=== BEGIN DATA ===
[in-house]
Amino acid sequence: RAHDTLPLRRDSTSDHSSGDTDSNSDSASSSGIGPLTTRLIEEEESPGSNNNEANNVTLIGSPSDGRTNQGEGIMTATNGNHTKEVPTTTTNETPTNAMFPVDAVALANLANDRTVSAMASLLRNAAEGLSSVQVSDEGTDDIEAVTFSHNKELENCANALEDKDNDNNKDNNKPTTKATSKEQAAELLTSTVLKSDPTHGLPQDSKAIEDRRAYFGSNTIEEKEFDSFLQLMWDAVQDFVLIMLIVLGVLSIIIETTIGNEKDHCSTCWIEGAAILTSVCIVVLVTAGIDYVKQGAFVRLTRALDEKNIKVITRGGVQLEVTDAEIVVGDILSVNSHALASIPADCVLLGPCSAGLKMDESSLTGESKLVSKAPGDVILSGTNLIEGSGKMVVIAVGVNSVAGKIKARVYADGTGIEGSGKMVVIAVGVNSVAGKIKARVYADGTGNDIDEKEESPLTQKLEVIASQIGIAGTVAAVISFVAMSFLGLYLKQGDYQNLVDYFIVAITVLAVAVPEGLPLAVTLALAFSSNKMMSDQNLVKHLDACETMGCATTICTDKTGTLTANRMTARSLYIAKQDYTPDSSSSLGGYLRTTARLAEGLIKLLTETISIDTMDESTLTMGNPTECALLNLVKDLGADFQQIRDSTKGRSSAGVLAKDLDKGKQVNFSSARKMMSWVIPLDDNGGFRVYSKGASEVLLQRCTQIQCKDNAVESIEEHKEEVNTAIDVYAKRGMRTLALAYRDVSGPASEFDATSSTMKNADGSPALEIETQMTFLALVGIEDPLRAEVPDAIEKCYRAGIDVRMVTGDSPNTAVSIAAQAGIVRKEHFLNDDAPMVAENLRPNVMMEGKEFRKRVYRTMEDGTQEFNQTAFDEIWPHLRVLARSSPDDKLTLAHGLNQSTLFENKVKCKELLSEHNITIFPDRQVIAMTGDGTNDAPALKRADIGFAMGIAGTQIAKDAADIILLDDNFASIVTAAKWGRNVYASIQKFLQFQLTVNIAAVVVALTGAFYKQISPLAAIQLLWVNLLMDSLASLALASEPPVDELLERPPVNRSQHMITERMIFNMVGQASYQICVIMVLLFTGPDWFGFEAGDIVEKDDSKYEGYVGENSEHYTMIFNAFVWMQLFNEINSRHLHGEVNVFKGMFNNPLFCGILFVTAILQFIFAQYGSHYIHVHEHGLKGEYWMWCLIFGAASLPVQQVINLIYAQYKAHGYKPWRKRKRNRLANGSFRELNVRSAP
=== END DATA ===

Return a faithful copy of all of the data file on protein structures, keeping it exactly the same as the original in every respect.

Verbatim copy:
[in-house]
Amino acid sequence: RAHDTLPLRRDSTSDHSSGDTDSNSDSASSSGIGPLTTRLIEEEESPGSNNNEANNVTLIGSPSDGRTNQGEGIMTATNGNHTKEVPTTTTNETPTNAMFPVDAVALANLANDRTVSAMASLLRNAAEGLSSVQVSDEGTDDIEAVTFSHNKELENCANALEDKDNDNNKDNNKPTTKATSKEQAAELLTSTVLKSDPTHGLPQDSKAIEDRRAYFGSNTIEEKEFDSFLQLMWDAVQDFVLIMLIVLGVLSIIIETTIGNEKDHCSTCWIEGAAILTSVCIVVLVTAGIDYVKQGAFVRLTRALDEKNIKVITRGGVQLEVTDAEIVVGDILSVNSHALASIPADCVLLGPCSAGLKMDESSLTGESKLVSKAPGDVILSGTNLIEGSGKMVVIAVGVNSVAGKIKARVYADGTGIEGSGKMVVIAVGVNSVAGKIKARVYADGTGNDIDEKEESPLTQKLEVIASQIGIAGTVAAVISFVAMSFLGLYLKQGDYQNLVDYFIVAITVLAVAVPEGLPLAVTLALAFSSNKMMSDQNLVKHLDACETMGCATTICTDKTGTLTANRMTARSLYIAKQDYTPDSSSSLGGYLRTTARLAEGLIKLLTETISIDTMDESTLTMGNPTECALLNLVKDLGADFQQIRDSTKGRSSAGVLAKDLDKGKQVNFSSARKMMSWVIPLDDNGGFRVYSKGASEVLLQRCTQIQCKDNAVESIEEHKEEVNTAIDVYAKRGMRTLALAYRDVSGPASEFDATSSTMKNADGSPALEIETQMTFLALVGIEDPLRAEVPDAIEKCYRAGIDVRMVTGDSPNTAVSIAAQAGIVRKEHFLNDDAPMVAENLRPNVMMEGKEFRKRVYRTMEDGTQEFNQTAFDEIWPHLRVLARSSPDDKLTLAHGLNQSTLFENKVKCKELLSEHNITIFPDRQVIAMTGDGTNDAPALKRADIGFAMGIAGTQIAKDAADIILLDDNFASIVTAAKWGRNVYASIQKFLQFQLTVNIAAVVVALTGAFYKQISPLAAIQLLWVNLLMDSLASLALASEPPVDELLERPPVNRSQHMITERMIFNMVGQASYQICVIMVLLFTGPDWFGFEAGDIVEKDDSKYEGYVGENSEHYTMIFNAFVWMQLFNEINSRHLHGEVNVFKGMFNNPLFCGILFVTAILQFIFAQYGSHYIHVHEHGLKGEYWMWCLIFGAASLPVQQVINLIYAQYKAHGYKPWRKRKRNRLANGSFRELNVRSAP